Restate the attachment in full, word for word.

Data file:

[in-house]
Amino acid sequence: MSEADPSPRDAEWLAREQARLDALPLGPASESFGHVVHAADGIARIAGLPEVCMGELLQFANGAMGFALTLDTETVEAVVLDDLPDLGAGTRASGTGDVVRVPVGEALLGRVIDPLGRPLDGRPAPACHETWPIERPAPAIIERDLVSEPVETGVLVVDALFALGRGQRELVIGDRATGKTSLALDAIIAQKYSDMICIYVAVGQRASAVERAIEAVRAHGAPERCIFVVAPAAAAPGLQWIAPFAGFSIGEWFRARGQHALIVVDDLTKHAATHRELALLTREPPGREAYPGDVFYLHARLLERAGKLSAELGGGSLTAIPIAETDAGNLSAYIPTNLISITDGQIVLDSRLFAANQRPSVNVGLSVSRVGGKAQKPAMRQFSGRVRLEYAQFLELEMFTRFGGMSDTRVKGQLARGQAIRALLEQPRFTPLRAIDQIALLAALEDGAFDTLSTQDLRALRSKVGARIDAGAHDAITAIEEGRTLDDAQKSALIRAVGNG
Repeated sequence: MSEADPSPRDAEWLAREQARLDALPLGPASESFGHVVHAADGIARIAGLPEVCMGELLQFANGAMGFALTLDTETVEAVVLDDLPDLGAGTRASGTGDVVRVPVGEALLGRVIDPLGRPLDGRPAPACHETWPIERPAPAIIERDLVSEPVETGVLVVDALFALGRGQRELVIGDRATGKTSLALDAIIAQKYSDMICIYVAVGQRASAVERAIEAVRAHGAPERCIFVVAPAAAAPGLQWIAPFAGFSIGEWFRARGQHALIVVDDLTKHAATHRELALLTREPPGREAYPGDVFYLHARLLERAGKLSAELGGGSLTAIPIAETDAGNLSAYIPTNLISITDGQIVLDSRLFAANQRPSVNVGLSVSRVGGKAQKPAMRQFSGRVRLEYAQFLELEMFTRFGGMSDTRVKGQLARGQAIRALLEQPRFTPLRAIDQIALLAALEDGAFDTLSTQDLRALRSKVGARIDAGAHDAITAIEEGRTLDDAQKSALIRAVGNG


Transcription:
[in-house]
Amino acid sequence: MSEADPSPRDAEWLAREQARLDALPLGPASESFGHVVHAADGIARIAGLPEVCMGELLQFANGAMGFALTLDTETVEAVVLDDLPDLGAGTRASGTGDVVRVPVGEALLGRVIDPLGRPLDGRPAPACHETWPIERPAPAIIERDLVSEPVETGVLVVDALFALGRGQRELVIGDRATGKTSLALDAIIAQKYSDMICIYVAVGQRASAVERAIEAVRAHGAPERCIFVVAPAAAAPGLQWIAPFAGFSIGEWFRARGQHALIVVDDLTKHAATHRELALLTREPPGREAYPGDVFYLHARLLERAGKLSAELGGGSLTAIPIAETDAGNLSAYIPTNLISITDGQIVLDSRLFAANQRPSVNVGLSVSRVGGKAQKPAMRQFSGRVRLEYAQFLELEMFTRFGGMSDTRVKGQLARGQAIRALLEQPRFTPLRAIDQIALLAALEDGAFDTLSTQDLRALRSKVGARIDAGAHDAITAIEEGRTLDDAQKSALIRAVGNG
Repeated sequence: MSEADPSPRDAEWLAREQARLDALPLGPASESFGHVVHAADGIARIAGLPEVCMGELLQFANGAMGFALTLDTETVEAVVLDDLPDLGAGTRASGTGDVVRVPVGEALLGRVIDPLGRPLDGRPAPACHETWPIERPAPAIIERDLVSEPVETGVLVVDALFALGRGQRELVIGDRATGKTSLALDAIIAQKYSDMICIYVAVGQRASAVERAIEAVRAHGAPERCIFVVAPAAAAPGLQWIAPFAGFSIGEWFRARGQHALIVVDDLTKHAATHRELALLTREPPGREAYPGDVFYLHARLLERAGKLSAELGGGSLTAIPIAETDAGNLSAYIPTNLISITDGQIVLDSRLFAANQRPSVNVGLSVSRVGGKAQKPAMRQFSGRVRLEYAQFLELEMFTRFGGMSDTRVKGQLARGQAIRALLEQPRFTPLRAIDQIALLAALEDGAFDTLSTQDLRALRSKVGARIDAGAHDAITAIEEGRTLDDAQKSALIRAVGNG